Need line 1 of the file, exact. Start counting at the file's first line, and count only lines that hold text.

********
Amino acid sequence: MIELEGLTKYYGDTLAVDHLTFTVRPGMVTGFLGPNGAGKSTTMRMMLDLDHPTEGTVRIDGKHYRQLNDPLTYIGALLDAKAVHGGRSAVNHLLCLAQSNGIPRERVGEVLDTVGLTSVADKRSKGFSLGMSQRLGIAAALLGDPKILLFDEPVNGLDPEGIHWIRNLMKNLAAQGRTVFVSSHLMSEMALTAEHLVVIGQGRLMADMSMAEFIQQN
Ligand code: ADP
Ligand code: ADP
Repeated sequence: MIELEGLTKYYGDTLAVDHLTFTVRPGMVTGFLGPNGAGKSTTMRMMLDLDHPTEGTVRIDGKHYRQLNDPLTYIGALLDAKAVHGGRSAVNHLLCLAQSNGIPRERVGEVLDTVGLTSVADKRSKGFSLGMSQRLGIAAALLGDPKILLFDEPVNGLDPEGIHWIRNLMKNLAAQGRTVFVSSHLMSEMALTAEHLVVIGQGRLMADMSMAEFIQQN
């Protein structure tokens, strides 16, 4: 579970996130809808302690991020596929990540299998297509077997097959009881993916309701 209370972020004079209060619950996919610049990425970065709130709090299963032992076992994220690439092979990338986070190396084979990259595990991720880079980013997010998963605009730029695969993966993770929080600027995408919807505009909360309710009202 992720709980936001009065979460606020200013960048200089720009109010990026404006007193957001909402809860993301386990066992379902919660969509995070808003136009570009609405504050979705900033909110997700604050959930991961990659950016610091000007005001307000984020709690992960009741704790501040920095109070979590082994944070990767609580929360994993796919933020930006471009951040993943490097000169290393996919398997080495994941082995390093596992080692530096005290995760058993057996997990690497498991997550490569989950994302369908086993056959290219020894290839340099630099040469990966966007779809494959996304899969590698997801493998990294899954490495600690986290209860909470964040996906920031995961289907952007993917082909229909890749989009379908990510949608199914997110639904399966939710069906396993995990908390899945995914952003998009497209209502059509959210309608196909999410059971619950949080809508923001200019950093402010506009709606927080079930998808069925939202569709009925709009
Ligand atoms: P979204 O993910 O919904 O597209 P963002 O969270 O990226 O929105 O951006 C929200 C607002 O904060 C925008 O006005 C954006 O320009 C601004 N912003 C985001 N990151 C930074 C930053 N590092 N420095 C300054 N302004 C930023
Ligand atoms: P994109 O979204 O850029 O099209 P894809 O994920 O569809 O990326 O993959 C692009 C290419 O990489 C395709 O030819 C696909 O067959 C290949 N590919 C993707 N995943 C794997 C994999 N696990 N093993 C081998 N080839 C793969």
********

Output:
Amino acid sequence: MIELEGLTKYYGDTLAVDHLTFTVRPGMVTGFLGPNGAGKSTTMRMMLDLDHPTEGTVRIDGKHYRQLNDPLTYIGALLDAKAVHGGRSAVNHLLCLAQSNGIPRERVGEVLDTVGLTSVADKRSKGFSLGMSQRLGIAAALLGDPKILLFDEPVNGLDPEGIHWIRNLMKNLAAQGRTVFVSSHLMSEMALTAEHLVVIGQGRLMADMSMAEFIQQN